> maggie laidlawwww.wix.com/maggie_laidlaw/mfl
>> From: elijah.wright at gmail.com
>> Date: Mon, 6 Aug 2012 10:04:22 -0500
>> To: tajone02 at syr.edu
>> CC: Air-L at listserv.aoir.org
>> Subject: Re: [Air-L] trolls and Aspergian "sufferers"
>> P.S. to Tom - I know I can be a jerk, and hard to deal with, and
>> sometimes suck at communicating - but I 110% mean well to and for
>> everyone, and want you to be happy with me, the other people on the
>> list, and the world.
>> Happy-go-lucky-pre-coffee-me is kinda different than the me that
>> snipes at people late at night ;-)
>> best (with ponies and rainbows, even!),
>> --e
>> On Mon, Aug 6, 2012 at 9:54 AM, Elijah Wright <elijah.wright at gmail.com> wrote:
>>>> Oddly, the behavior demonstrated throughout this discourse closely aligns to
>>>> cyber bullying, and on an email list of professional academics and
>>>> researchers no less. This is not the solution; this is the problem.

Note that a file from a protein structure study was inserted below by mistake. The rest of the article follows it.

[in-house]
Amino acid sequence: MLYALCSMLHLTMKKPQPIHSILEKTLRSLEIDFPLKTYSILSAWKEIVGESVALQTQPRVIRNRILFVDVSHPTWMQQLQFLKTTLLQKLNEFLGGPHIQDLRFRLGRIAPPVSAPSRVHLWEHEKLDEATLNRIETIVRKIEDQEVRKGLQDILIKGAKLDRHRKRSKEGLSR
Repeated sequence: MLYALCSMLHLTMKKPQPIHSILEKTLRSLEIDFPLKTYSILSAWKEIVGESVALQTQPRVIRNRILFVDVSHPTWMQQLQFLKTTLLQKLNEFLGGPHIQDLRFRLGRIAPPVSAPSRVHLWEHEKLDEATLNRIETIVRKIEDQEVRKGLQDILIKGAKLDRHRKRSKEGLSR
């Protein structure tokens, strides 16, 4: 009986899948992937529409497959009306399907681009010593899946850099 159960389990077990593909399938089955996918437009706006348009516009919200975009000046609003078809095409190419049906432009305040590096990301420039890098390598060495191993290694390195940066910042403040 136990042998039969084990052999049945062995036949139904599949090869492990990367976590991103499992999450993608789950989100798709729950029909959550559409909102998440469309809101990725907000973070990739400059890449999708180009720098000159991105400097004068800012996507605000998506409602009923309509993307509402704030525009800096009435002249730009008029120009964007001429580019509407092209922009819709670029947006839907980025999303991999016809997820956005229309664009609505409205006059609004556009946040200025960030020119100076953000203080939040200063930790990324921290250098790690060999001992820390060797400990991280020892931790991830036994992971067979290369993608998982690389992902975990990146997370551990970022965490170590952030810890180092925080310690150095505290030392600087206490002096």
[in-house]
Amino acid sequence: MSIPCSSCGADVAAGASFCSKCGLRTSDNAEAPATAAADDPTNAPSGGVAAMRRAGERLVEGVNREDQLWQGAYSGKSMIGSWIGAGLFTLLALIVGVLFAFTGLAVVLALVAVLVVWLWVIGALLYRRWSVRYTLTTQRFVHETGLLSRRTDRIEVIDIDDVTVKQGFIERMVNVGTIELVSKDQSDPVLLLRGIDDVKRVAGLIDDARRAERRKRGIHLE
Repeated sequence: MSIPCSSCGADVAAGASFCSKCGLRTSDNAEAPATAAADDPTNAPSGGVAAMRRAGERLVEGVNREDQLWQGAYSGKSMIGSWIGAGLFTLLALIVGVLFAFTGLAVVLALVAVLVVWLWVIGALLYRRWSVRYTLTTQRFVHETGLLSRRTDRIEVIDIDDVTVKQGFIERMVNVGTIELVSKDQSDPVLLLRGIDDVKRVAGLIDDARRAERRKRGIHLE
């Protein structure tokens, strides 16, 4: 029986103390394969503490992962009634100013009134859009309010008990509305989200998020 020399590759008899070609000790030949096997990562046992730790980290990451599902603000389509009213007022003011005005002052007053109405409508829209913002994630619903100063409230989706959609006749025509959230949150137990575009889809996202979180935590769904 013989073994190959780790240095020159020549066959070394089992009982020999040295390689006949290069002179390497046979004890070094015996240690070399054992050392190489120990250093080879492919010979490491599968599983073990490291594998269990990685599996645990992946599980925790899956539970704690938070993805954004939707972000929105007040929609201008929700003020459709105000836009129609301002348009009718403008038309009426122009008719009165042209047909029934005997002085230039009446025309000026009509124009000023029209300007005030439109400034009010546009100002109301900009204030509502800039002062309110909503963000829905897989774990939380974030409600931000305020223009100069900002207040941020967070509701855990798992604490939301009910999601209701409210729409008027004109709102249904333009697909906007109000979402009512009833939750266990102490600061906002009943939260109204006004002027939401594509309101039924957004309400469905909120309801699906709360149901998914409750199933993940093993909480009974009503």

>>> Starting over:   Hi Tom, welcome to the list!  :-)
>>> Tom - what you possibly don't know - there are several people on the
>>> list with Aspergers or coming from some other location "on the
>>> spectrum" who've been vocal about it.
>>> I deal with someone with Aspergers-ish issues *every day*.  He's 15,
>>> not an internet troll, and having a direct comparison made between
>>> internet trolling and what Aspergers is like is just painful to me.
>>> Being an 'jerk' or a troll and having Aspergers or other
>>> autism-spectrum symptoms are pretty different.  :p
>>> There are a lot of researchers in the area of disability studies doing
>>> interesting work - I'm not really very aware of anyone doing work that
>>> crosses disability studies with internet research, but I am going to
>>> go ask a friend now if they do know of some - it seems to me that
>>> there's a nexus of interest there that someone should be exploring.
>>> You're right to point it out, and I want to acknowledge that I see the
>>> value in having you point to it, even tho I don't really agree with
>>> how you went about it.
>>> best,
>>> --elijah